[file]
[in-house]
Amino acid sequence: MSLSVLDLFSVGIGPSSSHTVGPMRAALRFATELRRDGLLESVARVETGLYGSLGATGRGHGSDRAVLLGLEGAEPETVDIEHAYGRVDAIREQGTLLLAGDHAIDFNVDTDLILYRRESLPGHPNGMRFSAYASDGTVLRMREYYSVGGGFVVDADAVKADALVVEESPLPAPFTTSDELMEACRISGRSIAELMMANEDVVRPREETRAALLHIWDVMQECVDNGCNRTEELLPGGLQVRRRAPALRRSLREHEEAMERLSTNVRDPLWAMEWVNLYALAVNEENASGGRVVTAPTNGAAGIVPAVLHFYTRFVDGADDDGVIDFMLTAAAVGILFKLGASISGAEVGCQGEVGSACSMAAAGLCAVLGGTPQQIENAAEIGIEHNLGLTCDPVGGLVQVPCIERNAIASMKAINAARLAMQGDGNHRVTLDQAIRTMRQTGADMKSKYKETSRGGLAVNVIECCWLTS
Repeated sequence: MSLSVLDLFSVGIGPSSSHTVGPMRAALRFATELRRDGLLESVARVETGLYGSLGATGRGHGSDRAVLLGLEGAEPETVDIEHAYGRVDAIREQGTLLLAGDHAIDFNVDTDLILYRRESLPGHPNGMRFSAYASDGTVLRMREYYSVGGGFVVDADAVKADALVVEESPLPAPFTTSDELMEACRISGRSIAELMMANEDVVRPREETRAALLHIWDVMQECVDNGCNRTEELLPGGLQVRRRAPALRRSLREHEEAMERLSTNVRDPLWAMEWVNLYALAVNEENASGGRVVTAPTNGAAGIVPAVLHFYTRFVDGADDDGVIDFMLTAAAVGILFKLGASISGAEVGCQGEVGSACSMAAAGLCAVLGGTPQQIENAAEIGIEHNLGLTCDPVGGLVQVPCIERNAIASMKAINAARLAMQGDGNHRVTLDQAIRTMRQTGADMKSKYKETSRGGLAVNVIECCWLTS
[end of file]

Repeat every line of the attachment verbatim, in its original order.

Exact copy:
[in-house]
Amino acid sequence: MSLSVLDLFSVGIGPSSSHTVGPMRAALRFATELRRDGLLESVARVETGLYGSLGATGRGHGSDRAVLLGLEGAEPETVDIEHAYGRVDAIREQGTLLLAGDHAIDFNVDTDLILYRRESLPGHPNGMRFSAYASDGTVLRMREYYSVGGGFVVDADAVKADALVVEESPLPAPFTTSDELMEACRISGRSIAELMMANEDVVRPREETRAALLHIWDVMQECVDNGCNRTEELLPGGLQVRRRAPALRRSLREHEEAMERLSTNVRDPLWAMEWVNLYALAVNEENASGGRVVTAPTNGAAGIVPAVLHFYTRFVDGADDDGVIDFMLTAAAVGILFKLGASISGAEVGCQGEVGSACSMAAAGLCAVLGGTPQQIENAAEIGIEHNLGLTCDPVGGLVQVPCIERNAIASMKAINAARLAMQGDGNHRVTLDQAIRTMRQTGADMKSKYKETSRGGLAVNVIECCWLTS
Repeated sequence: MSLSVLDLFSVGIGPSSSHTVGPMRAALRFATELRRDGLLESVARVETGLYGSLGATGRGHGSDRAVLLGLEGAEPETVDIEHAYGRVDAIREQGTLLLAGDHAIDFNVDTDLILYRRESLPGHPNGMRFSAYASDGTVLRMREYYSVGGGFVVDADAVKADALVVEESPLPAPFTTSDELMEACRISGRSIAELMMANEDVVRPREETRAALLHIWDVMQECVDNGCNRTEELLPGGLQVRRRAPALRRSLREHEEAMERLSTNVRDPLWAMEWVNLYALAVNEENASGGRVVTAPTNGAAGIVPAVLHFYTRFVDGADDDGVIDFMLTAAAVGILFKLGASISGAEVGCQGEVGSACSMAAAGLCAVLGGTPQQIENAAEIGIEHNLGLTCDPVGGLVQVPCIERNAIASMKAINAARLAMQGDGNHRVTLDQAIRTMRQTGADMKSKYKETSRGGLAVNVIECCWLTS